In diagrams, there’s one on either side of 
            the uterus. But they float
            around the coral pouch, tangle up, 
                        the surgeon said.
Cilia sway like seagrass, 
            the tube wall pulsing with waves
            of hairs to push the genetic scribble
                        through, out—
Though not for me. I think of prior women knifed open
            to first acquire this knowledge.
            I think of vespers
                        mumbled over their noses and cheeks
while the last few stars
            of thought punctuated the mind.
            Blood smelled the same in the sixteenth 
                        century. Rain on flagstones, clay and spit.
Gabriele Falloppio also studied the labyrinth 
            of the ear. Held the tiny drum
            lightly in his palm. But the pink string 
                        I saw in my surgeon’s photograph
resembles a trumpet—the pipes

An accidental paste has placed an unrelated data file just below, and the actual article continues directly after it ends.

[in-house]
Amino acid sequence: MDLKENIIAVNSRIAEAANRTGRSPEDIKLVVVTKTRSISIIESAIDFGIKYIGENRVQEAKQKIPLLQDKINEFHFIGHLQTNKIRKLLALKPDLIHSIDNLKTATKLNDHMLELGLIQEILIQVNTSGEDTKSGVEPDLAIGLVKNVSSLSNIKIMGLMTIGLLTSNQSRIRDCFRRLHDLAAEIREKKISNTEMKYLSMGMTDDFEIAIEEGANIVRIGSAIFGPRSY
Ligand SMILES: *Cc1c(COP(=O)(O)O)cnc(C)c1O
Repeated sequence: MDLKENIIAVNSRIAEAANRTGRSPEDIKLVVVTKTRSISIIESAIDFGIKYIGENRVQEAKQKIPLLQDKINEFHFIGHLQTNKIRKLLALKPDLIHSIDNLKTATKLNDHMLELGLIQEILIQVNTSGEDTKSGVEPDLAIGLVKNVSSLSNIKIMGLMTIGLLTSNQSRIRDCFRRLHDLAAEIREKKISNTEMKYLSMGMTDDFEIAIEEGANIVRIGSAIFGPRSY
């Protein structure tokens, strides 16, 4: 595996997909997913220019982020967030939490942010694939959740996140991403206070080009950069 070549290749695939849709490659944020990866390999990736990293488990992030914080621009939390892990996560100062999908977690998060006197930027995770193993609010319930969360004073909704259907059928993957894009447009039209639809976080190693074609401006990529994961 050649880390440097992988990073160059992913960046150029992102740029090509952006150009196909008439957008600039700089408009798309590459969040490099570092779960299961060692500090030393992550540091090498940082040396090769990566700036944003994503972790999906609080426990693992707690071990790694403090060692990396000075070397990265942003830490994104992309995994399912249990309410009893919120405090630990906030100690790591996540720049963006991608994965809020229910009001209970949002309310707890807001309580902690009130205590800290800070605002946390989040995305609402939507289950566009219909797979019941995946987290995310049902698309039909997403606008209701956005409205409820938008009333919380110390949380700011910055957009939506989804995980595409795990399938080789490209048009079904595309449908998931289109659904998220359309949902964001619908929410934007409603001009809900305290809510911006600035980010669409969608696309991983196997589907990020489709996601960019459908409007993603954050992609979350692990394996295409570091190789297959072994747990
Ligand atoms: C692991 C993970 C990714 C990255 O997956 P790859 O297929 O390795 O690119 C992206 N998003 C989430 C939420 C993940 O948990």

pumped as though by a mouth.
            Pucker, kiss.                 Tuba uteri.
                        We say tube. Flared opening releasing 
a breath of something. A legislated
            cell. There are raw edges to everything
            if you look
                        closely. My stowaway was
a silkworm caught in the grass, gathering 
            red fibers in a squashed hell.
            My forehead cold. And my hands. My face
                        a wooden figurehead growing mold
fixed to the bow of a smashed ship.    
            Nautical needle spinning between 
            North and South. Where was I? Where
                        was I? Pinned and saved. In the photo,
the surgeon’s tool lifts the strand: 
            it bulges like a snake.
            Cracks caulked with blood. Ripping open.
                        The organs around what’s missing and their red
verbena will shift in the cavity. Are shifting now. The veined 
            purse settles. Absence filling in.
            I do not feel
                                    that work except that

I do. 


Copyright © 2024 by Tyler Mills. Originally published in Poem-a-Day on March 7, 2024, by the Academy of American Poets. 

About this Poem

“In October 2022, I went to the emergency room in the middle of the night thinking I had a blood clot. It turns out it was a life-threatening ectopic pregnancy.”
—Tyler Mills